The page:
EVERY Newham school to lose out under proposed funding plans
- Credit: PA Wire/PA Images
Every school in Newham will lose money if plans intended to make funding fairer are approved, a report out today has shown.
According to the Education Policy Institute (EPI) study, 82 schools face budget cuts with spending per pupil set to drop from £6,047 to £5,890.
The EPI report also concluded there are unlikely to be any schools in England which will avoid a cut in per pupil funding by 2019-20, even in areas set to benefit from the new formula, because of “wider financial pressures”.
Even though a greater share of funding is proposed for disadvantaged pupils, the research finds the overall impact of redistributing the schools budget results in taking funding away from the most disadvantaged pupils towards the children of parents who are ‘just about managing’.
Commenting on the proposals, East Ham MP Stephen Timms said: “I’m very disappointed the government is taking money away from schools in areas like ours in order to hand it to people in better off areas.”
He added that he was pleased by a government decision to factor into their plans the costs schools incur as a result of pupils who leave during their studies, but expressed regret that the borough would lose out overall.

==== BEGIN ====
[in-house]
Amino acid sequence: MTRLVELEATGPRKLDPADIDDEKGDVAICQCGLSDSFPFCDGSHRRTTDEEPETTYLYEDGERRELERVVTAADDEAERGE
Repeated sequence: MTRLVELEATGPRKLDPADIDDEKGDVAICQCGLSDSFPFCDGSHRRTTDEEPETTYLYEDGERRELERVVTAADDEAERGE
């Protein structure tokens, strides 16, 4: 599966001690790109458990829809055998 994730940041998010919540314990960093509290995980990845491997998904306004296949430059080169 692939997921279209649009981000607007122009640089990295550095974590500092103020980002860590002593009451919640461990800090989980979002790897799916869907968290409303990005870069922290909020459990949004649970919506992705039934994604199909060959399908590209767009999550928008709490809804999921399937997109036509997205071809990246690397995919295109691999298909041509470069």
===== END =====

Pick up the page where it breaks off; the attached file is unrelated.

“I don’t object in principle to having a formula, but I do object to schools seeing cuts in their budgets.
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“The proposals undoubtedly mean it is going to get harder for schools to recruit the teachers they need in order to give their pupils the opportunities they need.” he said. “There should be transitional support while we move towards a new formula.”
West Ham MP Lyn Brown added: “I’m really worried by these changes to school funding.
“It will become much more difficult for our hard-working teachers to give our children the excellent education, and the opportunities, that they deserve.”
In response, minister for school standards Nick Gibb said that school funding is at its highest level on record and is set to rise to £42bn in 2019-20 with increasing pupil numbers.
“Our proposed new funding formula will help end historical unfairness so schools are funded according to their pupils’ needs, rather than by their postcode, with more than half set to receive a cash boost,” he added.
“We recognise that schools are facing cost pressures, which is why we will help them use their funding in cost effective ways without affecting educational outcomes.
The Government consultation on the introduction of a new national funding formula closes on March 22.